Imitation of Leadership

Contributor:  Mike Camp
Posted:  01/13/2012  12:00:00 AM EST
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Tags:   Mike Camp

I always enjoy finding situations in my personal life where a teachable moment can be translated into leadership lessons I can share with those around me. The other day I was working in my garage on a project, along with my five-year-old daughter, when something strange happened.  My daughter was attempting to build a toy train for her little brother and the pieces wouldn’t fit together.  After a few attempts, she slammed the pieces down and uttered a few words that absolutely took me by surprise…. She exclaimed, “Come on, really?”

I don’t think I have ever realized the impact my actions and words could have on other people until I became a father; even as a soldier in the military or a leader in the workplace.  When I heard those words, I immediately thought of the things I say and do sometimes when I get frustrated.  My daughter acted and sounded just like me.  I took a moment to decide what I was going to say. Then we discussed how my daughter could better handle issues when she becomes frustrated.  Although I too have made poor choices at times when dealing with frustrations, which obviously affected the way she handles stress, I knew this had to become a teachable moment.  After our conversation, I had to take a serious look at how I handled frustrating situations at home to ensure this behavior was corrected right away.

We have all heard how children are imitators of those around them and what they see and hear help create their personality.  Think back to your childhood and some of the behaviors of your parents.  Have some of their negative traits become your negative traits as well?  Unfortunately, we may have heard a certain behavior is not acceptable, but if we continuously observed this behavior from our parents, it could have made a lasting impression.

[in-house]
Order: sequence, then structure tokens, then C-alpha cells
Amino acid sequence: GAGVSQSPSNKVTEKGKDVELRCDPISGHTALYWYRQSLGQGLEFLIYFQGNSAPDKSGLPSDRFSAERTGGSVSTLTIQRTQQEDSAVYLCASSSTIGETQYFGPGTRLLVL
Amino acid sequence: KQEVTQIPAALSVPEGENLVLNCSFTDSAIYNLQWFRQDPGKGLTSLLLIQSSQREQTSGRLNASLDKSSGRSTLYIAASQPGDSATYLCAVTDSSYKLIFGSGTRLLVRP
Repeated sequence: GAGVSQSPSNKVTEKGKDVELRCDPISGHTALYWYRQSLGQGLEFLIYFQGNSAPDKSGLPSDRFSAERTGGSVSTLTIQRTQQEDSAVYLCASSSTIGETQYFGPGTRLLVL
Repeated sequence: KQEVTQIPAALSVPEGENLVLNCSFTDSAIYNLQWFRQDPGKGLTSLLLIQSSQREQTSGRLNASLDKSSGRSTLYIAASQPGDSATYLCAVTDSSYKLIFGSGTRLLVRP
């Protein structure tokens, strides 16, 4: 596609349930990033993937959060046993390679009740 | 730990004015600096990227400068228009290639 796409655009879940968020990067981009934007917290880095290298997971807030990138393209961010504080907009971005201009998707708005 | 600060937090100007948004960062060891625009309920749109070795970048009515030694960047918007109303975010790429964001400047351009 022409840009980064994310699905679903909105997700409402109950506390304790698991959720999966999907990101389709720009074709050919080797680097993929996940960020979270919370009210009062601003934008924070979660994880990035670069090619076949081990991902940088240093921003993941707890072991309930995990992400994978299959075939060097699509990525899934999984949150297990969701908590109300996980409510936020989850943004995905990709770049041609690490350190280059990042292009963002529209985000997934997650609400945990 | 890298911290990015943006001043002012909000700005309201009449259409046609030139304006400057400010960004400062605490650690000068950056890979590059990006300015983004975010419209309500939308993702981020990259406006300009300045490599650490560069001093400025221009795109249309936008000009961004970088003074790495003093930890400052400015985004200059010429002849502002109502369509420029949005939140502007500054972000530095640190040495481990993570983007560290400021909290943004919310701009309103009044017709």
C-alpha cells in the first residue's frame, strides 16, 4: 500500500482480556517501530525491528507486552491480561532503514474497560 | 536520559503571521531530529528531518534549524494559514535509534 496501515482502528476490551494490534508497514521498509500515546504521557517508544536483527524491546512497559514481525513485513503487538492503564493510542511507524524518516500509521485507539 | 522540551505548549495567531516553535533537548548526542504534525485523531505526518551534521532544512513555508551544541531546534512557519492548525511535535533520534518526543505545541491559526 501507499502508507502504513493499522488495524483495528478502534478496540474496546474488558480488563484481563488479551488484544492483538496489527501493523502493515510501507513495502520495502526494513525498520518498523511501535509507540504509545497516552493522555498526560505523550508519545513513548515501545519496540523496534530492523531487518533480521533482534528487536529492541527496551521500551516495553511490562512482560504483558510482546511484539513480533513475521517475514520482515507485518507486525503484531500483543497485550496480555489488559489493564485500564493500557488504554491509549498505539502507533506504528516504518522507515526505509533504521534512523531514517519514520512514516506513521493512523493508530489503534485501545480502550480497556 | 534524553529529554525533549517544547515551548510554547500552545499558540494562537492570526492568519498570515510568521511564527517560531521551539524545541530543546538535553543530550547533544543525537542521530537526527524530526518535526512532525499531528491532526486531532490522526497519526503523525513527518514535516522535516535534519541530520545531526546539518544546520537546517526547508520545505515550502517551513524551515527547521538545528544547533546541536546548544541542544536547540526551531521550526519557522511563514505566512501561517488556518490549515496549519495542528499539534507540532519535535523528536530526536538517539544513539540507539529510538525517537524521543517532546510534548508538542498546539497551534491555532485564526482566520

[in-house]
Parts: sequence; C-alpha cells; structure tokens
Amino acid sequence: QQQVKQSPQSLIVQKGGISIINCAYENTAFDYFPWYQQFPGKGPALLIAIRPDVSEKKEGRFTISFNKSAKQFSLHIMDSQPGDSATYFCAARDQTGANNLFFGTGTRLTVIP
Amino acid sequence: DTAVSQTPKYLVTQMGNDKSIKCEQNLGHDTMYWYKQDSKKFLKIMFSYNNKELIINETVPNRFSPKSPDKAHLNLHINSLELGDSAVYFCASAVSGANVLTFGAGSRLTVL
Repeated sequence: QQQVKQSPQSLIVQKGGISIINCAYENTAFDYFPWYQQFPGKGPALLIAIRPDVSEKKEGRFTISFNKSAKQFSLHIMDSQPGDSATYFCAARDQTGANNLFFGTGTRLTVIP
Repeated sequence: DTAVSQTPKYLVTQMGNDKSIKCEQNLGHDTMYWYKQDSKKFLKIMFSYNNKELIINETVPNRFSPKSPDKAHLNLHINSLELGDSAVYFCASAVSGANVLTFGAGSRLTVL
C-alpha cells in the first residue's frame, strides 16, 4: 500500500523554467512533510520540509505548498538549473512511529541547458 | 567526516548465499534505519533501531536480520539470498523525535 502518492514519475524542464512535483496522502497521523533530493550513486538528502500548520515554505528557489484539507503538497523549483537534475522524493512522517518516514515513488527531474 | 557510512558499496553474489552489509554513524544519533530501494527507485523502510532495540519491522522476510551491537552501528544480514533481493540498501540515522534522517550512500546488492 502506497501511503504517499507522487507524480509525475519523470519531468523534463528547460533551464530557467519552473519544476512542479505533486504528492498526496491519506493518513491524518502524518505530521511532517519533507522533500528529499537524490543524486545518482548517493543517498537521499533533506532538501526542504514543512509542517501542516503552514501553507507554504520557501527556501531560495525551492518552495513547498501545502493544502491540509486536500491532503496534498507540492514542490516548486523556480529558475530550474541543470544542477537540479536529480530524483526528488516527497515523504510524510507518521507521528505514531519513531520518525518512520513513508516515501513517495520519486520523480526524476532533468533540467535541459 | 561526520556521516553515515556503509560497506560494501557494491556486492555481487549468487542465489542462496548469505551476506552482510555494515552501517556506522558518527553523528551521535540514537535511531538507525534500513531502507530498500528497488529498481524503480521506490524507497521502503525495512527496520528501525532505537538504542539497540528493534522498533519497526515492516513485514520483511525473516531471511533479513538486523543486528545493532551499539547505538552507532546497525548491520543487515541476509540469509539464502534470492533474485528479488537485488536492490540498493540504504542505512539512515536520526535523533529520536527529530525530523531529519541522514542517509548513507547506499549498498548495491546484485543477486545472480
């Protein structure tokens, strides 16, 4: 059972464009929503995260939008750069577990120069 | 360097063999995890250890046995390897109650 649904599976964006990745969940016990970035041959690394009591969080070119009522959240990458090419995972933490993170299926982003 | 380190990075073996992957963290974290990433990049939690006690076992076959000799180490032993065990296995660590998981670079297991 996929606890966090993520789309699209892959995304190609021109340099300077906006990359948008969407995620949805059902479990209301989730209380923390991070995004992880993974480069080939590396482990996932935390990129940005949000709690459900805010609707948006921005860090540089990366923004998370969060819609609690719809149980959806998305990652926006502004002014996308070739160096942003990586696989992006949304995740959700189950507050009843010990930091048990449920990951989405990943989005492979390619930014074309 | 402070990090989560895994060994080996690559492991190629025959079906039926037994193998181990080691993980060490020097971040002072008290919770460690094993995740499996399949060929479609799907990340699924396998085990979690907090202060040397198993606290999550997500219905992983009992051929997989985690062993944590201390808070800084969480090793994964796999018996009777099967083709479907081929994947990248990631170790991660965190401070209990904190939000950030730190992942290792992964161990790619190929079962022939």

As a parent, how many times have you said or heard, “Do as I say, not as I do.” Unfortunately, most of us have heard or said this at least once in our lives.  The major problem with this phrase is that children, as well as adults, learn more by the actions of others than by words alone.  This reminds me of the old saying, “His bark is worse than his bite.”  When people hear your words, but observe completely different actions, your words suddenly lose their effectiveness.

Just hearing my daughter utter those three simple words got me to thinking how my words and actions as a leader can impact the careers of others.  Throughout my leadership career over the past fourteen years, I have influenced thousands of people.  In the beginning, while learning to become a leader, I assumed the influence wasn’t very positive.  If we truly want to become positive influencers, we must, as leaders, take a serious look to determine if our actions back up our messages.  If you communicate your expectations but your actions don’t support that message, the people around you will begin to focus on your actions and not your message.  Having a lack of focus on your message can become detrimental to the success of your team.

Hopefully, as I have developed over time, I have begun to model leadership behavior that I wouldn’t mind if others imitated.  As Servant Leaders, we must lead by example.  In doing so, we must ensure our words and actions align to the same message.  Let’s face it; our teams are watching our actions just as much as they are listening to our words.  Without clarity in our communication (both verbal and nonverbal) our success will be severely limited and we will negatively impact the lives of those around us at the same time.  Coach Tony Dungy once said, “Demonstrate who you want them to be, and that’s who they will most likely become.  Actions speak louder than words.  The most effective lessons you teach are the ones you live before others, especially your children.”  This message can be applied to the people whom we are fortunate to lead in the workplace, as well.

“When people are free to do as they please, they usually imitate each other.” – Eric Hoffer

Mike Camp Contributor:   Mike Camp




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